Power authority creeps have reared their puffy bourgeois heads once again in the Detroit area, this time at Clarenceville High School in Livonia.
Any Clarenceville student caught displaying the Fifth Estate inside the school will have his copy of the paper confiscated and his parents will be informed.
School authorities have been uptight about the paper ever since Dick Elbinger, brother of the infamous nude poet Lee Elbinger, began selling the Fifth Estate at the school a few weeks ago. Elbinger was hassled continually for spreading the word and principal Anthony Marra threatened to throw him out of school if he “continued to make trouble.”
Brother Dick would have none of this bullshit and went right on selling the paper despite numerous threats and harassment from the local honkies. As Fifth Estate sales soared, it became clear that school officials would have to move to stop the insidious menace from undermining the authority structure and depriving them of control over their personal fiefdom, and of the minds of its students.
Superintendent of Schools David McDowell and Principal Marra put their heads together and the confiscation order was the result. The mere sight of a Fifth Estate in the hands of a Clarenceville student seems to throw Marra and his cronies into a rage. Is our paper that offensive, Tony?
Apparently it is, for the Livonia School Board voted unanimously to support the decree at a special December 12 meeting. The board granted an open hearing on the issue in response to pressure from the student council which had earlier condemned the actions of Marra and McDowell. But it was obvious from the start that the hearing was nothing more than a thinly veiled power play on the part of the board—a clumsy attempt to coopt student discontent with a sham meeting in the trappings of legitimacy.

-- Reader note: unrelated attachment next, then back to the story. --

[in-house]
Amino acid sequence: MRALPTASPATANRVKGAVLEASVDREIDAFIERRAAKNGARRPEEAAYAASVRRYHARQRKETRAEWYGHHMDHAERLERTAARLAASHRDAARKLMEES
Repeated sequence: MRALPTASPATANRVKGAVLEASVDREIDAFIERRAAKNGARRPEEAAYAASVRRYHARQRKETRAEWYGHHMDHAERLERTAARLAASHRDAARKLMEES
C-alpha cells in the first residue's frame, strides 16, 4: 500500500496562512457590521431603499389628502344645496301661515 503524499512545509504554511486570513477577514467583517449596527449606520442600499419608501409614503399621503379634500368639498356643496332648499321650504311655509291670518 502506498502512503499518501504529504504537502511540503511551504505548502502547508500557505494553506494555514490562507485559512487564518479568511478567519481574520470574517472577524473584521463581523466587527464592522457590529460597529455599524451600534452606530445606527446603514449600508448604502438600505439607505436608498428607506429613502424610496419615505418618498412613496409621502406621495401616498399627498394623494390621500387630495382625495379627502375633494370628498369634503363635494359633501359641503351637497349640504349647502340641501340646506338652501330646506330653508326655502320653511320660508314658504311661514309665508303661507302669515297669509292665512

Student attempts to be heard were continually ignored by the chair as board members and parents immersed themselves in the Fifth Estate unclassifieds.
Student Council President Berry Sherman stated that the majority of the council members felt that the school administration was violating their constitutional rights in ordering teachers to confiscate the paper.
Principal Marra, however, refused to comment on the illegality of his action, saying only that he thought it was a moral issue between parents and children. Marra later admitted that students would probably read the Fifth Estate outside of school anyway.
The Clarenceville Board of Education relied on its power to act “in loco parentis” (in the place of parents) in allowing its appointed school administrators to decide what sort of published material could be displayed in the high school. School
Board member Dr. Martin Wechsler objected to the Fifth Estate because it contains “weird and distorted sex” and is “favorable to the use of drugs.” What a stiff ass!
This newspaper supports wholeheartedly the struggle of Clarenceville students to decide for themselves what material they should read. For the duration of the repression we will replace any Fifth Estate unconstitutionally confiscated by school officials or police.